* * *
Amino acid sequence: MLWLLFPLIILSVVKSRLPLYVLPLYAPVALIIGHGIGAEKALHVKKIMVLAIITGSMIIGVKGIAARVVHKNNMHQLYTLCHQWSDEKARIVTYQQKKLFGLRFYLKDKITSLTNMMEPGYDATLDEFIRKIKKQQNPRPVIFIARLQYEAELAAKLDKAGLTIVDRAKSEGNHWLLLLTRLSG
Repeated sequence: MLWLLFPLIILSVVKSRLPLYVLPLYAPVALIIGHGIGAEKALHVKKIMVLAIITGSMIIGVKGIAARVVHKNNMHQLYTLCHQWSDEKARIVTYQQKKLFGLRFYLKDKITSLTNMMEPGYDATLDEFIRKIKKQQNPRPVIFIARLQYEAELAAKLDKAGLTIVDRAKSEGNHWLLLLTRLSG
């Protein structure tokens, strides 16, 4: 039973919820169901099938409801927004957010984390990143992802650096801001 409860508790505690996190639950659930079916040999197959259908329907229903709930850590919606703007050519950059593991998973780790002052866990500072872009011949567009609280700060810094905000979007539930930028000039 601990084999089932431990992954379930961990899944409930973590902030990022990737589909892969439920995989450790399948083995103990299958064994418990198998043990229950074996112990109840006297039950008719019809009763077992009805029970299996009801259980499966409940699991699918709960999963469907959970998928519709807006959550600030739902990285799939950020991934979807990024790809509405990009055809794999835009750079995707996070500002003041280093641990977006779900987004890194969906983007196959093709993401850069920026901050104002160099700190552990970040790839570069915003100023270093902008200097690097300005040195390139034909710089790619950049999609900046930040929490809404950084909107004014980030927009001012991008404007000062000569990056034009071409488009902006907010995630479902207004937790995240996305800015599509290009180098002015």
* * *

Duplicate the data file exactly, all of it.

Amino acid sequence: MLWLLFPLIILSVVKSRLPLYVLPLYAPVALIIGHGIGAEKALHVKKIMVLAIITGSMIIGVKGIAARVVHKNNMHQLYTLCHQWSDEKARIVTYQQKKLFGLRFYLKDKITSLTNMMEPGYDATLDEFIRKIKKQQNPRPVIFIARLQYEAELAAKLDKAGLTIVDRAKSEGNHWLLLLTRLSG
Repeated sequence: MLWLLFPLIILSVVKSRLPLYVLPLYAPVALIIGHGIGAEKALHVKKIMVLAIITGSMIIGVKGIAARVVHKNNMHQLYTLCHQWSDEKARIVTYQQKKLFGLRFYLKDKITSLTNMMEPGYDATLDEFIRKIKKQQNPRPVIFIARLQYEAELAAKLDKAGLTIVDRAKSEGNHWLLLLTRLSG
């Protein structure tokens, strides 16, 4: 039973919820169901099938409801927004957010984390990143992802650096801001 409860508790505690996190639950659930079916040999197959259908329907229903709930850590919606703007050519950059593991998973780790002052866990500072872009011949567009609280700060810094905000979007539930930028000039 601990084999089932431990992954379930961990899944409930973590902030990022990737589909892969439920995989450790399948083995103990299958064994418990198998043990229950074996112990109840006297039950008719019809009763077992009805029970299996009801259980499966409940699991699918709960999963469907959970998928519709807006959550600030739902990285799939950020991934979807990024790809509405990009055809794999835009750079995707996070500002003041280093641990977006779900987004890194969906983007196959093709993401850069920026901050104002160099700190552990970040790839570069915003100023270093902008200097690097300005040195390139034909710089790619950049999609900046930040929490809404950084909107004014980030927009001012991008404007000062000569990056034009071409488009902006907010995630479902207004937790995240996305800015599509290009180098002015």